Objective: This rapid review addresses two key questions posed by the COVID-19 pandemic: What are the anticipated mental health sequelae for frontline health workers? and What are best practices during health emergencies to address the mental health needs of these workers?
Methods: This review synthesized the literature on the mental health sequelae for health workers during major pandemics and epidemics that occurred in the 21st century (severe acute respiratory syndrome, Middle East respiratory syndrome, Ebola virus disease, and swine flu) and interventions used to address related mental health sequelae. PubMed, MEDLINE, and PsycINFO were searched with terms related to these epidemics/pandemics.
Results: Of 3,876 articles retrieved, 94 were included in this review. Across these studies, most health workers exhibited some adverse psychological experiences during outbreaks, with stress and anxiety being most common. Psychological distress decreased over time. Some studies reported insomnia, burnout, and posttraumatic stress for a subset of individuals up to 3 years after the disease outbreak. Few interventions have been implemented to address providers' mental health needs, and these strategies have not been evaluated systematically.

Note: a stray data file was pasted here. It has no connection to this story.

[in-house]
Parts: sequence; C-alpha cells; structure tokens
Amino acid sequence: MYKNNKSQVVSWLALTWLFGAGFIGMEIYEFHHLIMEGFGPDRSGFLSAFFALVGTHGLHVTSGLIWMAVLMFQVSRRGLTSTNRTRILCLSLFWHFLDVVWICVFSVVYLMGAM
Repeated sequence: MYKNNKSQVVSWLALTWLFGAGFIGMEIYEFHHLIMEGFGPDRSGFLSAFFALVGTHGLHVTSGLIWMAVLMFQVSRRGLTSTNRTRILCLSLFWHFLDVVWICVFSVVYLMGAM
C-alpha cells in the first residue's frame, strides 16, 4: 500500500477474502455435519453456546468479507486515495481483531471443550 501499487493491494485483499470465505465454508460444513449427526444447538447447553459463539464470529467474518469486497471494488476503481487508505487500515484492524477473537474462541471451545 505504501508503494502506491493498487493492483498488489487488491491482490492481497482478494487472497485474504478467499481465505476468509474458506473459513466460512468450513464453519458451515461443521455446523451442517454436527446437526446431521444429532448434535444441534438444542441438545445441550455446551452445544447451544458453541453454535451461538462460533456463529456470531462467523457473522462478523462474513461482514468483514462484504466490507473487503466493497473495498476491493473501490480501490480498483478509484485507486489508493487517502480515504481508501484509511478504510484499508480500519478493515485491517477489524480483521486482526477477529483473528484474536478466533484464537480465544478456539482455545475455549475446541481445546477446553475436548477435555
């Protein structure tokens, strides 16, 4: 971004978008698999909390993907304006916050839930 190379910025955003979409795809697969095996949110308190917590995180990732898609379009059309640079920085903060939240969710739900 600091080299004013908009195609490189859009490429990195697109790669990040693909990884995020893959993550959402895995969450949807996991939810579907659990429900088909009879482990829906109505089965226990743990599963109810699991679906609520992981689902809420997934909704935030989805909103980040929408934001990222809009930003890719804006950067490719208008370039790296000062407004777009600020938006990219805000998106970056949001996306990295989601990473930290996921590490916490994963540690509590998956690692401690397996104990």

Conclusions: Systems-level interventions may alleviate distress for most providers without the need for specialized mental health intervention. Psychotherapeutic support and referral to specialty care should be available to health workers with severe and intense adverse psychological outcomes during and beyond the COVID-19 pandemic. Evidence-based interventions are urgently needed to better serve health workers both during and following epidemics/pandemics.
Keywords: Coronavirus/COVID-19; Frontline workers; Health providers; Mental health; Pandemic; Stress.